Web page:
Photo courtesy of Service Canada

Service Canada's gender-neutral directive ignites critics

  • March 27, 2018

OTTAWA – Service Canada’s directive to employees to use gender-neutral language met with derision in social media, but some Catholic observers say the move represents a dangerous trend.

The directive, first reported by CBC’s Radio Canada March 21, instructed those who help with passports and other government services to use a person’s first and last name without honorifics like Mr. or Ms. It also told employees not to use specific terms such as mother or father but to use the word “parent” instead.

The directive was ridiculed by Conservatives in the House of Commons as akin to Prime Minister Justin Trudeau’s use of “peoplekind” to correct a young woman’s use of the word “mankind” in a town hall session earlier this year. Minister of Families, Children and Social Development Jean-Yves Duclos defended the directive in the House of Commons as a way to “adapt to the reality” of families today, though he also said the department will continue to use the terms Mr. and Mrs.

But what Trudeau passed off as a bad joke, others say is an example of what Pope Francis warned about in Amoris Laetitia as the “ideology of gender,” said Michel MacDonald, executive director of the Catholic Organization for Life and Family (COLF).

In the document, Pope Francis “spells out exactly what is taking place in Canada,” when he writes of “legislative enactments that promote a personal identity and emotional intimacy radically separated from the biological difference between male and female,” MacDonald said. “The Pope further warns that if this ideology is not challenged, it will be asserted by the government ‘as absolute and unquestionable, even dictating how children should be raised.’"

“The Trudeau regime’s incessant attacks — beginning with its promotion of abortion — on the body, the family and the Church are not haphazard, however haphazardly they are carried out,” said Douglas Farrow, professor of Theology and Christian Thought at McGill University. “They are ideologically consistent. 

“The sooner people wake up to the fact that law untethered from reality is dangerous and demand a major course correction, the better. If they don’t wake up soon, tyranny will certainly prevail.”

When news of the directive came out, it generated a massive social media backlash. Even Cardinal Gerald Cyprien Lacroix, Archbishop of Quebec and Primate of Canada, responded on Twitter.

“Strong popular reaction to the new Service Canada directive to no longer use the words: Sir, madam, father, mother,” Lacroix said. “Basic politeness can be exercised differently than by wiping out differences between women and men and basic notions of mother and father.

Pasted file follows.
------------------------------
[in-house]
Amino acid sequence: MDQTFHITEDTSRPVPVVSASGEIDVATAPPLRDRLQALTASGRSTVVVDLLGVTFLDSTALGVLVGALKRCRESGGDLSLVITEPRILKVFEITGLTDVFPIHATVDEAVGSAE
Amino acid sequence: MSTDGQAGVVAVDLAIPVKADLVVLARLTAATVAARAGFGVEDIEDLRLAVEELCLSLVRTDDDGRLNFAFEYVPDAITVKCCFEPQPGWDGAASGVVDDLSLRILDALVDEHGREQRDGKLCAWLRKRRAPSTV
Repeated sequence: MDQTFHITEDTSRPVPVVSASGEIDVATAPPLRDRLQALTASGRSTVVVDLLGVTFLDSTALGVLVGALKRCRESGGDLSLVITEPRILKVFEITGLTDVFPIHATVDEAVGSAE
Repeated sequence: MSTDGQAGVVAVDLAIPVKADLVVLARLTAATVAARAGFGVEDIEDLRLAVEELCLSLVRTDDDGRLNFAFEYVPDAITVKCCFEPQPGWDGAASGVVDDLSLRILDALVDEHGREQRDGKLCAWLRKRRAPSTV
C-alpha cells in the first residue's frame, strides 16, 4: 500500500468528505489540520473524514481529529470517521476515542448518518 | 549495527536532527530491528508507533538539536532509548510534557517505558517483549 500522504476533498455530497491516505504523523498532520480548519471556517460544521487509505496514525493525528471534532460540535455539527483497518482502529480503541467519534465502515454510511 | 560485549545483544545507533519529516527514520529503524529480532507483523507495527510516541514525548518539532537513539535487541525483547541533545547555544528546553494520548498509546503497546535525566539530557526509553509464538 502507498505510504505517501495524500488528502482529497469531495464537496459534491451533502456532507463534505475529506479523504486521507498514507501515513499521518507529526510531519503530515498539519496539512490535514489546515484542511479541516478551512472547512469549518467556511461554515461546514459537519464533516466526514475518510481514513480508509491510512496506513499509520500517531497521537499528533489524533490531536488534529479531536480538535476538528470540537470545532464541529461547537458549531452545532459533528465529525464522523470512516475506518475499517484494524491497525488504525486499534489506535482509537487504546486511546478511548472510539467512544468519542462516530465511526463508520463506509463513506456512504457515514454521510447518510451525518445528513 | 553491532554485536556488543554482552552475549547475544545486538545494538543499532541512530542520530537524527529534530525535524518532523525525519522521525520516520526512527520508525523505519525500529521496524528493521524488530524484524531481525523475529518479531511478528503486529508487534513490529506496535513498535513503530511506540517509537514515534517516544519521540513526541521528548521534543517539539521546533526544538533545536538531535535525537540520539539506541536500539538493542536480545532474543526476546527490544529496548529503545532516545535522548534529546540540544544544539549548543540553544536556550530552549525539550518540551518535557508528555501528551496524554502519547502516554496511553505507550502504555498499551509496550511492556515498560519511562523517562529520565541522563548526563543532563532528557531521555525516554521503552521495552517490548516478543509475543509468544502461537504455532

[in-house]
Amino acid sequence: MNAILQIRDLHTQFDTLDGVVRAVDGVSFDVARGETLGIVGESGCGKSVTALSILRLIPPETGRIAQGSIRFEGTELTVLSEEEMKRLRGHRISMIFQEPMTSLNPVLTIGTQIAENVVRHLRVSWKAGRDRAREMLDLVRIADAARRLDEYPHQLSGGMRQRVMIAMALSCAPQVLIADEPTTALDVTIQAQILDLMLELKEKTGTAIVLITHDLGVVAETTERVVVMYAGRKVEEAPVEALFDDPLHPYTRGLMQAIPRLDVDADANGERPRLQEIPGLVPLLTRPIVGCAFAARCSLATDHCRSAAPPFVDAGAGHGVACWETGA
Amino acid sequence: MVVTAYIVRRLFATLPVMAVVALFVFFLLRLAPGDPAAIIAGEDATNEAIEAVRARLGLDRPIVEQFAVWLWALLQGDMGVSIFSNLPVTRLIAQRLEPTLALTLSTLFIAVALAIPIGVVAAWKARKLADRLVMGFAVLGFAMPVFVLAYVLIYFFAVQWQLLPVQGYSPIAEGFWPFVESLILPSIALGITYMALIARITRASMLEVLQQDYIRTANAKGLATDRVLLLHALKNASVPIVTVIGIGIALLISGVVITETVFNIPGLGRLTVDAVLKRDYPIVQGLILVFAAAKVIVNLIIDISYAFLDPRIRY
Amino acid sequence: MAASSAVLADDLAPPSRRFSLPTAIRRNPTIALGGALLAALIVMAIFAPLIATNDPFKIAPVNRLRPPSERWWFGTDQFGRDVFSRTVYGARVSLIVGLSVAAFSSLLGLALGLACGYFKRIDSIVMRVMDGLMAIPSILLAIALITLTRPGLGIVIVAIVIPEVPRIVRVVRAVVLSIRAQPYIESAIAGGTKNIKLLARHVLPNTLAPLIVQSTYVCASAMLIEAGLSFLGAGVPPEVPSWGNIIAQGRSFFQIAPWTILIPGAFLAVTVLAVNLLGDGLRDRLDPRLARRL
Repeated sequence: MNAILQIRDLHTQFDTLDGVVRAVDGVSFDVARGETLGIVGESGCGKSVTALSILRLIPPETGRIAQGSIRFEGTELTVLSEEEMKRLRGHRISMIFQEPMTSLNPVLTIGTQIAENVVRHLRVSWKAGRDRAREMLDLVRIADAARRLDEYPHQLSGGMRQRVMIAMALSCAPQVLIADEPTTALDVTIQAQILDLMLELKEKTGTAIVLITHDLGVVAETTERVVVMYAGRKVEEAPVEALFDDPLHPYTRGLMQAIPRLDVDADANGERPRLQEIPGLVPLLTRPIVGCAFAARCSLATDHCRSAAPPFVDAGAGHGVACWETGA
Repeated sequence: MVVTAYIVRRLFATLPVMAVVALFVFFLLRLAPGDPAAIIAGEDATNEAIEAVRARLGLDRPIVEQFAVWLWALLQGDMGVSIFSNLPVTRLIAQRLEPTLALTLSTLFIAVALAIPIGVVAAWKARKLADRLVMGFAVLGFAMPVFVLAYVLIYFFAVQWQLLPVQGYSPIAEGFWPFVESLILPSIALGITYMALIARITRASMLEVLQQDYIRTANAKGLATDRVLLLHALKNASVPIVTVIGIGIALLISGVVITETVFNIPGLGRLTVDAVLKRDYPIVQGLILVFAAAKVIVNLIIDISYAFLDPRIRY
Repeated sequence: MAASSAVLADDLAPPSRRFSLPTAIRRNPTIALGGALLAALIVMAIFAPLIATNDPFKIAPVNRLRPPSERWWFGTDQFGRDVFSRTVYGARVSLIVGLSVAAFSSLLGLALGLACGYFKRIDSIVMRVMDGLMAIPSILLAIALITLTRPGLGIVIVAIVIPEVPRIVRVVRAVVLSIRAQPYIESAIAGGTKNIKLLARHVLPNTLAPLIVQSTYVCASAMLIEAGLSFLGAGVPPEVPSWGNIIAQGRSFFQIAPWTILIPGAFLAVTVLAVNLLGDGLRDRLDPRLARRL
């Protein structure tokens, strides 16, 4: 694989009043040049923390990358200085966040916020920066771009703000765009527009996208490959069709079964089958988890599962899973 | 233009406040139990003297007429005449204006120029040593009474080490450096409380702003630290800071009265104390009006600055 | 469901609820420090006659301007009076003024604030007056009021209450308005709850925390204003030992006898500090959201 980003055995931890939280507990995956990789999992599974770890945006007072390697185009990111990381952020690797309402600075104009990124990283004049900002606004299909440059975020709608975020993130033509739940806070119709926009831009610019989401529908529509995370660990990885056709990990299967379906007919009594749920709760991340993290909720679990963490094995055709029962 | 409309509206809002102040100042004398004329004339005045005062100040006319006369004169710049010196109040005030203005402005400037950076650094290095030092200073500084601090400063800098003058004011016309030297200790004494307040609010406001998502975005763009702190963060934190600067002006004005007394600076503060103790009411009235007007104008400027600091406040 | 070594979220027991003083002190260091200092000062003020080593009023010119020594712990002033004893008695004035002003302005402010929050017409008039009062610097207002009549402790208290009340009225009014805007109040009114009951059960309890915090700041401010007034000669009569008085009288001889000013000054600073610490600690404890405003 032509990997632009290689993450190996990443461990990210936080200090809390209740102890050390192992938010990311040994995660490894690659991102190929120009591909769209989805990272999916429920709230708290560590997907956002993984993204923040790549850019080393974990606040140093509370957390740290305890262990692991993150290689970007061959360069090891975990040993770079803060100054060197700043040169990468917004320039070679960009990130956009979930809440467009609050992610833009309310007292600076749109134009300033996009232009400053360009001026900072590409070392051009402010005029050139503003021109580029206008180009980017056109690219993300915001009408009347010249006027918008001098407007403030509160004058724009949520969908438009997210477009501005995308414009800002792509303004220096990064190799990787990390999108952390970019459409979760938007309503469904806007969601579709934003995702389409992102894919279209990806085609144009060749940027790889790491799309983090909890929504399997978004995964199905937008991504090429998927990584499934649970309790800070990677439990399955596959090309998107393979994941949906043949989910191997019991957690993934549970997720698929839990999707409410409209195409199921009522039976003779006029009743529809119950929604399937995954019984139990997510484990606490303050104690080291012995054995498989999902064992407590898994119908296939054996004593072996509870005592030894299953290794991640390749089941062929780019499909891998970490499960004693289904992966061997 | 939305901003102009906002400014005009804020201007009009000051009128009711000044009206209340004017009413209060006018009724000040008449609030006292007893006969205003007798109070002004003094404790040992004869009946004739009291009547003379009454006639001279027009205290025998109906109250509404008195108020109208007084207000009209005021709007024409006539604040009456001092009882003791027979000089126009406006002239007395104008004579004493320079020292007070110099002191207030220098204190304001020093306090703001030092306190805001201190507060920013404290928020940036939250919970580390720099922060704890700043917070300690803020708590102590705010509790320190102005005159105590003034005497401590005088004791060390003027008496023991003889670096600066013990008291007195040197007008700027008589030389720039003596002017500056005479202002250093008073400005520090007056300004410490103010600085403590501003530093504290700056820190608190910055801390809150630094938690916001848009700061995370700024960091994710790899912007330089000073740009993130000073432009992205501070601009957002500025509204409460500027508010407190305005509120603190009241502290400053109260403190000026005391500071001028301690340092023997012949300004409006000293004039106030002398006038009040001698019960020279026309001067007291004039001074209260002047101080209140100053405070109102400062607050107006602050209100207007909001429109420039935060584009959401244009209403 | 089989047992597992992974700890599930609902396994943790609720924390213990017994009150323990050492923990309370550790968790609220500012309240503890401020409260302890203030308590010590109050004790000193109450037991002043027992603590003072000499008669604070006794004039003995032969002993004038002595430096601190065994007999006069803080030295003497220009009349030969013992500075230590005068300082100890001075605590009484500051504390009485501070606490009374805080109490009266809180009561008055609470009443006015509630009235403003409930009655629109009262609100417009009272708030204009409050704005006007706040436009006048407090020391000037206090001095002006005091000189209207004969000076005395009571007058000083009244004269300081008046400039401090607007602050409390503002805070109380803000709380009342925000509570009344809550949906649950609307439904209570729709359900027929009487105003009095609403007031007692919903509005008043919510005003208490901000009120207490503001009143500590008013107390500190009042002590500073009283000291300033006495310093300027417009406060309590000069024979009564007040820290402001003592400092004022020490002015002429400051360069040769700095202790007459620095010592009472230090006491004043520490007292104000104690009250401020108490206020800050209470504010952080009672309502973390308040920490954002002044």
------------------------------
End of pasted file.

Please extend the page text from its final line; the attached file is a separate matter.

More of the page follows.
“Let’s think about it…. Will we also have to cross off our vocabulary son, daughter, cousin, grandfather, grandmother?” he said. “Come on! The words that define us also reveal the links that unite us and express the fact that we are beings of relations.

“What is the effect of removing sex distinctions and relationships based on the biological family?”

Mathieu Filion, director of communications for Duclos, said in an e-mail, the directive was not a policy but a “note that was sent by Service Canada to its Managers on Jan. 19.”

“When Minister was made aware of this note yesterday morning, he immediately asked Service Canada to modify and clarify it,” Filon said.

However, Duclos told CBC that Service Canada would be replacing terms like mother and father on its form with “parent,” and that employees would be undergoing “gender sensitivity training.”

“The untethering of law and public policy from biological reality, we have been saying, is tyrannical in nature, because the state that will not recognize the body itself as a limiting factor will not recognize the family either,” said Farrow. “Nor will it recognize religious communities, because the latter in their own way, especially if they are Christian, not only honour the body but also remind the state that it is still more fundamentally limited by the body’s maker; namely, God.”

Farrow pointed out he and others had been warning of the possible consequences of “the law ignoring the body” since Ontario’s 2003 Halpern decision that found the traditional definition of marriage unconstitutional because it violated the equality provision of the charter. That decision led to the Liberal government’s redefining marriage in 2005 to include same-sex couples.

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